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Text adventures, or as the hipsters like to call it, “Interactive Fiction,” is having a good resurgance lately. Want to get in on the action, but were born after the advent of  hard drives and graphics cards? The above chart can help you start playing text-based games with the skill of a long-haired hacker eating Chinese food in front of a green-screen terminal deep in the bowels of MIT.
For more details on just how to do it all, check out A Beginner’s guide to Playing IF. Then grab one of the games on this list.
I personally recommend starting with Zork, the grandaddy of all commercial-grade IF, and a true Adventure Game in the classic sense. It’s fun, and it gives you some grounding for the many twists and turns IF has taken since the old days of puzzles and exploration. It’s also freely available without piracy, thanks to Activision’s largess. Many of the other games on the list are more modern, and more experimental, but almost all are free: IF is a labor of love these days, not a commercial money-maker. (There are also extensive hints kicking around for Zork, from translatiosn of Infocom’s famous InvisiClues to straight-up walkthroughs. Here’s a link to a web version.)
The cool image above was created by Andrew Plotkin and designed by Lea Albaugh, and is made available under a CC license by The People’s Republic of Interactive Fiction. Andrew’s Hunter, in Darkness is one of my favorite works of IF, and you don’t need to have played Hunt the Wumpus to appreciate it.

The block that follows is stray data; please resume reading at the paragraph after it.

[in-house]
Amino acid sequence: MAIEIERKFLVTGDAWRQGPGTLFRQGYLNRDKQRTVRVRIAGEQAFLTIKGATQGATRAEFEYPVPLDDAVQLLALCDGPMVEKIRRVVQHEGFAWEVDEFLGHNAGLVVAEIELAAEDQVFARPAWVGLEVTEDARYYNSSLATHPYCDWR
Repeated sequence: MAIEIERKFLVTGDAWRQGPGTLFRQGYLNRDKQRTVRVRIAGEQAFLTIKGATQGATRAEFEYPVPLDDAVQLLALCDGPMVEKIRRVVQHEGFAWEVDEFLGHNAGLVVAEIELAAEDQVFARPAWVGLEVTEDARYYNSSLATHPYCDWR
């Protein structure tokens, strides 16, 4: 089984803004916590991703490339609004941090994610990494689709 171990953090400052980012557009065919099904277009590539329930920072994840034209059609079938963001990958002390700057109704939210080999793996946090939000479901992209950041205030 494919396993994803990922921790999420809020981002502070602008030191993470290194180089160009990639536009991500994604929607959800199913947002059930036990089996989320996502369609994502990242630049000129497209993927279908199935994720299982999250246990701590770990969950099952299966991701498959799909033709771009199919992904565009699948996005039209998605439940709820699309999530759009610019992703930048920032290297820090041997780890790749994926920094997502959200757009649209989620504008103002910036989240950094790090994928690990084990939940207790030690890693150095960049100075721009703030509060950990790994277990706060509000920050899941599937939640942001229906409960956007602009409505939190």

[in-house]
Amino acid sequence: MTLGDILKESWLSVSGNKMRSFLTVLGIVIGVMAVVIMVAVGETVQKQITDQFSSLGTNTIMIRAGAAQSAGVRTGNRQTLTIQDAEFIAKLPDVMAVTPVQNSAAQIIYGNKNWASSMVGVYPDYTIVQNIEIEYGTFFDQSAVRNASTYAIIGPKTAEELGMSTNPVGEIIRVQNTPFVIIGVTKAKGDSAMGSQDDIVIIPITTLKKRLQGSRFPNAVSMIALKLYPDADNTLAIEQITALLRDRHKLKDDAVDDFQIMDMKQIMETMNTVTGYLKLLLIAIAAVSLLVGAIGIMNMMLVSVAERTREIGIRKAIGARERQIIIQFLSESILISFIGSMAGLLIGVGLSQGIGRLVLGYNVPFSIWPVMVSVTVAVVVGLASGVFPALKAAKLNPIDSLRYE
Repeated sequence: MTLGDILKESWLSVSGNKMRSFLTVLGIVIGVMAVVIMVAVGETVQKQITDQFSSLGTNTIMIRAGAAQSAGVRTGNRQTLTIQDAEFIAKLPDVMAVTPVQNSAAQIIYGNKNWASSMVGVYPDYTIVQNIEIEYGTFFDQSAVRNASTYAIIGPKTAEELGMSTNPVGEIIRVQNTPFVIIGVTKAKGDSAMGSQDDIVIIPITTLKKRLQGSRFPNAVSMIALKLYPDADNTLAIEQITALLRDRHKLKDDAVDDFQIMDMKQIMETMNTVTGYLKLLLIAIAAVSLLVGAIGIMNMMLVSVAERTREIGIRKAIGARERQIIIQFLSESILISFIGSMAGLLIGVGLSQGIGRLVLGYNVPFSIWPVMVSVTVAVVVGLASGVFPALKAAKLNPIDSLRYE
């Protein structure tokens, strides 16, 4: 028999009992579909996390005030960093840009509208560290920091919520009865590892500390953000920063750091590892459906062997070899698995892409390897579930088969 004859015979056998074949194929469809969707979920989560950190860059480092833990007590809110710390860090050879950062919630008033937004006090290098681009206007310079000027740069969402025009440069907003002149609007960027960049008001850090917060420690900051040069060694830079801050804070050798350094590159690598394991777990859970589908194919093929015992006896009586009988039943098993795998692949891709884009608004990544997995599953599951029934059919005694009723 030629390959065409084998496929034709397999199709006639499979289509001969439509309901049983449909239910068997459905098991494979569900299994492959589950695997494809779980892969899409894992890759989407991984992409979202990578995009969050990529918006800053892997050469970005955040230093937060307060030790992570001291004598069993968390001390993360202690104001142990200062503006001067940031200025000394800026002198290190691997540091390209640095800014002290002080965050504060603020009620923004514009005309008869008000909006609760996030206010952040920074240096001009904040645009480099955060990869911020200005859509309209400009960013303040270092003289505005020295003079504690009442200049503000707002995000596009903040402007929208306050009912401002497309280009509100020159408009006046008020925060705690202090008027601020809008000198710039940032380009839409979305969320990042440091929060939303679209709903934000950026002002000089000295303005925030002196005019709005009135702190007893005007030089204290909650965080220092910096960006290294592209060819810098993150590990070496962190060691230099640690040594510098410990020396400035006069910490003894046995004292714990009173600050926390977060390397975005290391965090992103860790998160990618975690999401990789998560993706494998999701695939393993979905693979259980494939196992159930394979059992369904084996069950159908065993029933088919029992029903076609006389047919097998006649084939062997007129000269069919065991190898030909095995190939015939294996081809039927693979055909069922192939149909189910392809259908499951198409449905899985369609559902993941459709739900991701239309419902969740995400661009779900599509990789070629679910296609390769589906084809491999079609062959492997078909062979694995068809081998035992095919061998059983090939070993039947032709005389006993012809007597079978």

Text adventures, or as the hipsters like to call it, “Interactive Fiction,” is having a good resurgance lately. Want to get in on the action, but were born after the advent of  hard drives and graphics cards? The above chart can help you start playing text-based games with the skill of a long-haired hacker eating Chinese food in front of a green-screen terminal deep in the bowels of MIT.

For more details on just how to do it all, check out A Beginner’s guide to Playing IF. Then grab one of the games on this list.

I personally recommend starting with Zork, the grandaddy of all commercial-grade IF, and a true Adventure Game in the classic sense. It’s fun, and it gives you some grounding for the many twists and turns IF has taken since the old days of puzzles and exploration. It’s also freely available without piracy, thanks to Activision’s largess. Many of the other games on the list are more modern, and more experimental, but almost all are free: IF is a labor of love these days, not a commercial money-maker. (There are also extensive hints kicking around for Zork, from translatiosn of Infocom’s famous InvisiClues to straight-up walkthroughs. Here’s a link to a web version.)

The cool image above was created by Andrew Plotkin and designed by Lea Albaugh, and is made available under a CC license by The People’s Republic of Interactive Fiction. Andrew’s Hunter, in Darkness is one of my favorite works of IF, and you don’t need to have played Hunt the Wumpus to appreciate it.

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